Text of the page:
Ergonomics & You

“The strength of a company lies in the backbone of its staff.”

Frequent and long periods spent sitting behind a desk can have a lasting, detrimental effect on your physical and mental well-being, and thus negatively influence personal performance. In fact, cumulative trauma disorders (CTD’S) defined as physical injuries that develop gradually over a period because of repeated biochemical and physiological stresses on a specific body part, have risen dramatically over the years.

The muscles in the back are primarily responsible for holding the human spine upright. In its normal, upright position, the spine can take a lot of strain. However, when subjected to stress by bending (due to weak supporting muscles and poor posture), the health of the inter-vertebral discs can deteriorate, resulting in harmful effects ranging from acute pain to chronic degenerative diseases.

However, we can prevent muscular tenseness by developing healthy posture, stretching, and doing exercises. An essential element is “dynamic posture”: dynamic posture means permanently moving from the central axis to a forward-leaning or reclining position.

A good office chair promotes dynamic posture. The sedentary worker should sit “dynamically” to avoid the muscle cramps and tension that result from static posture. We should all aim for a healthy balance between tensing and relaxing the different muscle groups. To do this the chair you select must permit all seated positions. When we change from standing to sitting the spine is brought out of its physiological S-shape by the twisting of the pelvis into a more or less non-physiological posture. Thus the compressive load onto the inter vertebral discs is increased enormously which may cause the painful herniated vertebral disc.

1. Always sit to the rear of the seat, with your back firmly supported by the backrest.

2. Change your position often, by moving the upper body as frequently as possible to avoid muscular cramps (dynamic posture).

3. Keep the angle at the knees, elbows and hips at least 90 degrees or greater. If possible, tilt the seat forward when leaning over the desk. Use the supporting features provided by your chair.

The Jefferson Swivel Chair’s seat area is much larger and deeper than a standard Windsor’s seat. Here a Jefferson Swivel is next to a New York City Bow Back.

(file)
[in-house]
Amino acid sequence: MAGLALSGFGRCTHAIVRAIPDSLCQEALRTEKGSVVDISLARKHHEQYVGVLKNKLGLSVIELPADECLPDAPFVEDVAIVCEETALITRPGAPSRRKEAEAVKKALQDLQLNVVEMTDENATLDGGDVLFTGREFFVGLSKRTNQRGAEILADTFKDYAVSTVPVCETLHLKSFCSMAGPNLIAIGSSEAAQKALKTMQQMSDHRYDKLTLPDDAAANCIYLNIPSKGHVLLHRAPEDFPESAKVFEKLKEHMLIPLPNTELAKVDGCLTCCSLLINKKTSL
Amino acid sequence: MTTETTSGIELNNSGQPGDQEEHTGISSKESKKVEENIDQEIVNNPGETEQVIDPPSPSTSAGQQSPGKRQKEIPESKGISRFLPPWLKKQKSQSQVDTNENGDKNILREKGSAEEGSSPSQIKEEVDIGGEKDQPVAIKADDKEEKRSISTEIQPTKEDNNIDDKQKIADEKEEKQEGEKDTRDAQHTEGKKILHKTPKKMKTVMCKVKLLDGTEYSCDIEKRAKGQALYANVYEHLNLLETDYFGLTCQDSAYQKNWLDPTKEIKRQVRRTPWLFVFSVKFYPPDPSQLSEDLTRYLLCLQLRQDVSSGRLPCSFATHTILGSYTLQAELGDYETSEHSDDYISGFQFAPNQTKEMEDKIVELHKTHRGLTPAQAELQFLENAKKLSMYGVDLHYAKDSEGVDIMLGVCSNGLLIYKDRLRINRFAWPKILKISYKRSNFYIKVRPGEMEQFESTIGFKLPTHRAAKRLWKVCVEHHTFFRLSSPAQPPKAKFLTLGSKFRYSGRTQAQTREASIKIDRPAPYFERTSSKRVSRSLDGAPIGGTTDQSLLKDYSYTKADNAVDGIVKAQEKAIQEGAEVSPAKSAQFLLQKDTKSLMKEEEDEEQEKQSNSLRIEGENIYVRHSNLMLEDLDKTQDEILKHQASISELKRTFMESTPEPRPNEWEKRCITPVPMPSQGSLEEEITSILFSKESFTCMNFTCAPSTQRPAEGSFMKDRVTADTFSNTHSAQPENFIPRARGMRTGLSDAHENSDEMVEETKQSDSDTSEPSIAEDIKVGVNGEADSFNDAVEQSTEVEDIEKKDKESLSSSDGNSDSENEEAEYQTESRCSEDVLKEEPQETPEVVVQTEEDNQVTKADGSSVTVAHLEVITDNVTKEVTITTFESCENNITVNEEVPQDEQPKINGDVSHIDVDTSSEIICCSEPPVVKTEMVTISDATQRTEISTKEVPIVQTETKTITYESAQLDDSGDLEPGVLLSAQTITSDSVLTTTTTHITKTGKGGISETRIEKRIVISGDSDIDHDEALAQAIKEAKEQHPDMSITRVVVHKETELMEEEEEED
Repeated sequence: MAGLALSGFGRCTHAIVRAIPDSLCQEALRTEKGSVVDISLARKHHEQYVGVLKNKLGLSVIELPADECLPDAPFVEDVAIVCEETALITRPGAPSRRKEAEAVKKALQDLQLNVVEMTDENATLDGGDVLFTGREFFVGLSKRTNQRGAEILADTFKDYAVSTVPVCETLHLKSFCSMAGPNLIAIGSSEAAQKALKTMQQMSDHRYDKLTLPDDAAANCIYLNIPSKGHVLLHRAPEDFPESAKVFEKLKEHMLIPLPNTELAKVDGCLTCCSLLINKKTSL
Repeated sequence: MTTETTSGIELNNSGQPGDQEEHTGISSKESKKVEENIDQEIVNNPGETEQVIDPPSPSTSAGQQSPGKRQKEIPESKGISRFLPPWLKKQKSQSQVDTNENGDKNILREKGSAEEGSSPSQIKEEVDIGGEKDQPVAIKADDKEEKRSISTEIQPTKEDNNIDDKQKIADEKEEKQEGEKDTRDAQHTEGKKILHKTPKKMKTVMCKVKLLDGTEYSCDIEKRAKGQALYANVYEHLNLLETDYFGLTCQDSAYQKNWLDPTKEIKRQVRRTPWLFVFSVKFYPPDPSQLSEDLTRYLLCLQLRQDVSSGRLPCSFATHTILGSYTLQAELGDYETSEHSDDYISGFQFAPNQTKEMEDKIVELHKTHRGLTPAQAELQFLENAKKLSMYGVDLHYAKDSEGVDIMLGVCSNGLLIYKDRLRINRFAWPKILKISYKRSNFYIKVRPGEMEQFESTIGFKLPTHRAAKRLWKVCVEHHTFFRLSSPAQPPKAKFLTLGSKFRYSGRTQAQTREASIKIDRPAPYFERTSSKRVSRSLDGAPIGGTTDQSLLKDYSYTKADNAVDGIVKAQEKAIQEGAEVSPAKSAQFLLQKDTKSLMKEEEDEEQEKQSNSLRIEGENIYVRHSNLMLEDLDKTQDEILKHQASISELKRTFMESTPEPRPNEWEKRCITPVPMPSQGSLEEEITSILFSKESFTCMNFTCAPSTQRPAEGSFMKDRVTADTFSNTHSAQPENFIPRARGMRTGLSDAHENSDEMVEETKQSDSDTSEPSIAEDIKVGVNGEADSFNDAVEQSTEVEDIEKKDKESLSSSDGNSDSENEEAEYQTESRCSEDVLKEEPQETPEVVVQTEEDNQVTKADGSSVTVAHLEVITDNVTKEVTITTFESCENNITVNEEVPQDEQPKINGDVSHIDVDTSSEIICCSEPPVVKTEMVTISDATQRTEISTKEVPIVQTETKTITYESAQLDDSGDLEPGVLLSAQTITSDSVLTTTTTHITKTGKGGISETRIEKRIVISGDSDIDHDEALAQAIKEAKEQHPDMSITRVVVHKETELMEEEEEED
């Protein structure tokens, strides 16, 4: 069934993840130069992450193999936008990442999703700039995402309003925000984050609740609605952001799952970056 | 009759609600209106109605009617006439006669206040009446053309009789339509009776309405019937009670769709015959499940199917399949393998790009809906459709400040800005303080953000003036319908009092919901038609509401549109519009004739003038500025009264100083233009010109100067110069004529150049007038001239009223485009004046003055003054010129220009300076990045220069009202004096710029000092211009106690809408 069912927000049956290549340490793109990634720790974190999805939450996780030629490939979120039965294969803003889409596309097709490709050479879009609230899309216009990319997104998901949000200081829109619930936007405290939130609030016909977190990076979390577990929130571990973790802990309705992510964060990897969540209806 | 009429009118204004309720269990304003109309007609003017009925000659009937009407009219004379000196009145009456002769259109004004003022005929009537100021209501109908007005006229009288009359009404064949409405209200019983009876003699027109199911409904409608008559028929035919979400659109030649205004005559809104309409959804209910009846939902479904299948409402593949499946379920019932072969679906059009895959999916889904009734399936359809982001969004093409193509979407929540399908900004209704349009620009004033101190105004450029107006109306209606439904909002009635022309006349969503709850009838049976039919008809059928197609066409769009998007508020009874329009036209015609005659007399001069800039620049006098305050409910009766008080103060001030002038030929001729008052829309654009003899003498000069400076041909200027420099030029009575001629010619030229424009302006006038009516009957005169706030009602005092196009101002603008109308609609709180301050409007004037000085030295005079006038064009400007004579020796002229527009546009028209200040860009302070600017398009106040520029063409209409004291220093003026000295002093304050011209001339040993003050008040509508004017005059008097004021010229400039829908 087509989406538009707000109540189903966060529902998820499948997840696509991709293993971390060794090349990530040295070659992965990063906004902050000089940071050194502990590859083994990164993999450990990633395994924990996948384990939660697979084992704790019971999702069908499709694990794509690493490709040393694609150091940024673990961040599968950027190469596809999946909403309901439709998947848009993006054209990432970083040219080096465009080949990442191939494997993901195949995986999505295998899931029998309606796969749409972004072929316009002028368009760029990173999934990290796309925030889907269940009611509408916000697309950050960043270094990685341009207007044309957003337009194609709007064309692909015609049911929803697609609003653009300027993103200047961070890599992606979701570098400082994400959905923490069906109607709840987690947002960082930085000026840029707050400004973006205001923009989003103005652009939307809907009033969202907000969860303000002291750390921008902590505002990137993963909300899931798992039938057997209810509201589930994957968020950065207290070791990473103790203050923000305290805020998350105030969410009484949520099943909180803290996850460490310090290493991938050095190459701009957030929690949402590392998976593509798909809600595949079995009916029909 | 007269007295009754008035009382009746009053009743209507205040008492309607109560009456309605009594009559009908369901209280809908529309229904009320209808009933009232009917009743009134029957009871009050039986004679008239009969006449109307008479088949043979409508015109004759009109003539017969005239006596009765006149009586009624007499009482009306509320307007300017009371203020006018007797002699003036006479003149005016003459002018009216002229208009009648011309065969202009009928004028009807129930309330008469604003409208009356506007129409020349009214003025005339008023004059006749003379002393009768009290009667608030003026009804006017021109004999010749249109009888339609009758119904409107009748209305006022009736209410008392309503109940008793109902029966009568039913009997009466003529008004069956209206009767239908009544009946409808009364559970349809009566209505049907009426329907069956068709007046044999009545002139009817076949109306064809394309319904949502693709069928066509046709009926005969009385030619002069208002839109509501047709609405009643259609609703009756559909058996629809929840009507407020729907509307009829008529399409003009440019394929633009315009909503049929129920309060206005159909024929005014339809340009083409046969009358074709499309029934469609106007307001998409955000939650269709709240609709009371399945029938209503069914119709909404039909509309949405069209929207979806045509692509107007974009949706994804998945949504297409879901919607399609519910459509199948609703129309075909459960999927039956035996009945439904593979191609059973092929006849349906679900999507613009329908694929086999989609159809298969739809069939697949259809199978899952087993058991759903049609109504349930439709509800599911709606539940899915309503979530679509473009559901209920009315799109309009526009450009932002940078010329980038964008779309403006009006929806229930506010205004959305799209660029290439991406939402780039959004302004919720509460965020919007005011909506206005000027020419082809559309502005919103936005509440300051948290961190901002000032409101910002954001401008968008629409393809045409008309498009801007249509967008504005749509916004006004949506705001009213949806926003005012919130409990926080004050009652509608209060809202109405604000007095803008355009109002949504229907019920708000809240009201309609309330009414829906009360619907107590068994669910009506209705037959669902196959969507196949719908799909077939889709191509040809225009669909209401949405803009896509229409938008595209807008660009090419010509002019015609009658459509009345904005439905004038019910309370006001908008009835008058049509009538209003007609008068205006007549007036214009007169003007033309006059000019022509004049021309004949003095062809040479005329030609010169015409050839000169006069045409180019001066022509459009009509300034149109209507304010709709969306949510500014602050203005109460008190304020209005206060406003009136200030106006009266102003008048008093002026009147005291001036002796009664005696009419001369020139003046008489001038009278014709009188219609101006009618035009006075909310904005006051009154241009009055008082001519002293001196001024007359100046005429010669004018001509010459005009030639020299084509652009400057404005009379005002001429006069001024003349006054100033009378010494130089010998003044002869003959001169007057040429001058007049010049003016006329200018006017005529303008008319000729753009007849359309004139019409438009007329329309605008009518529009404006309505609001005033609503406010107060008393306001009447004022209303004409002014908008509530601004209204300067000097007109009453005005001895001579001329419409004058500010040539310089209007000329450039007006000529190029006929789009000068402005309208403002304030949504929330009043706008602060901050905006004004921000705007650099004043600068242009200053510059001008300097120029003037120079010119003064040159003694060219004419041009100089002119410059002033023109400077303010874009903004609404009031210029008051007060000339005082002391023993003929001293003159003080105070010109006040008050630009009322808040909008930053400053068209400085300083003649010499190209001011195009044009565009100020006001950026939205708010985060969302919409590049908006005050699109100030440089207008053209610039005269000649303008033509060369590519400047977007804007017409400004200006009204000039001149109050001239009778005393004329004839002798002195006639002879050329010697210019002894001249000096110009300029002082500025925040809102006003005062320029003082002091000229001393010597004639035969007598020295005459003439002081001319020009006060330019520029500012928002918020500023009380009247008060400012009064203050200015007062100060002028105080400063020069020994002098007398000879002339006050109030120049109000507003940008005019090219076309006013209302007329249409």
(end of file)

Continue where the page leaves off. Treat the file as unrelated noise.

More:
Thomas Jefferson invented the first swivel chair. He went on to become the third President of the United States during (1801–1809). By using an English-style Windsor chair of which was possibly made and purchased from Francis Trumble or Philadelphia cabinet-maker Benjamin Randolph, Thomas Jefferson invented the first swivel chair in 1776. Jefferson heavily modified the Windsor chair and incorporated top and bottom parts connected by a central iron spindle, enabling the top half known as the seat, to swivel on casters of the type used in rope-hung windows.

When the Second Continental Congress convened in Philadelphia in May 1776, Jefferson’s swivel chair is purported to be where he drafted the United States Declaration of Independence. Jefferson later had the swivel chair sent to his Virginia plantation, Monticello, where he later built a “writing paddle” onto its side in 1791

The History of the Ergonomic Chair

In 1968, Wilfred Dauphin, a German, was hired by a British company to research the impact of the computer on office furniture requirements. Because the British firm could not implement his full idea, he and his wife founded their own company out of their garage. Dauphin created the first ergonomic chair–a basic chair that allowed sitters to adjust the back and seat height. The market for these comfortable, adjustable chairs arose in Germany and spread around Europe and into the United States.  MDC-UM has represented the Dauphin company since 1995. The Dauphin company was formed and is recognized as the foremost manufacturer of ergonomic chairs in Europe. Today many companies produce ergonomic type chairs including the HNI corporation in the US, which is the second largest furniture manufacturer in the world manufacturing the following brands –  include The HON Company, Allsteel, Gunlocke, Paoli, Maxon, HBF, Sagus, Heatilator, Heat & Glo, Harman, Quadra-Fire, Lamex and OFM, Inc

Our company represents both corporations and have been solving ergonomic issues for over 25 years.

Mr. Wilfred Dauphin, Natasha Mustapha and Richard Farah at the Orgatec Show in Cologne, Germany on October 22nd, 2000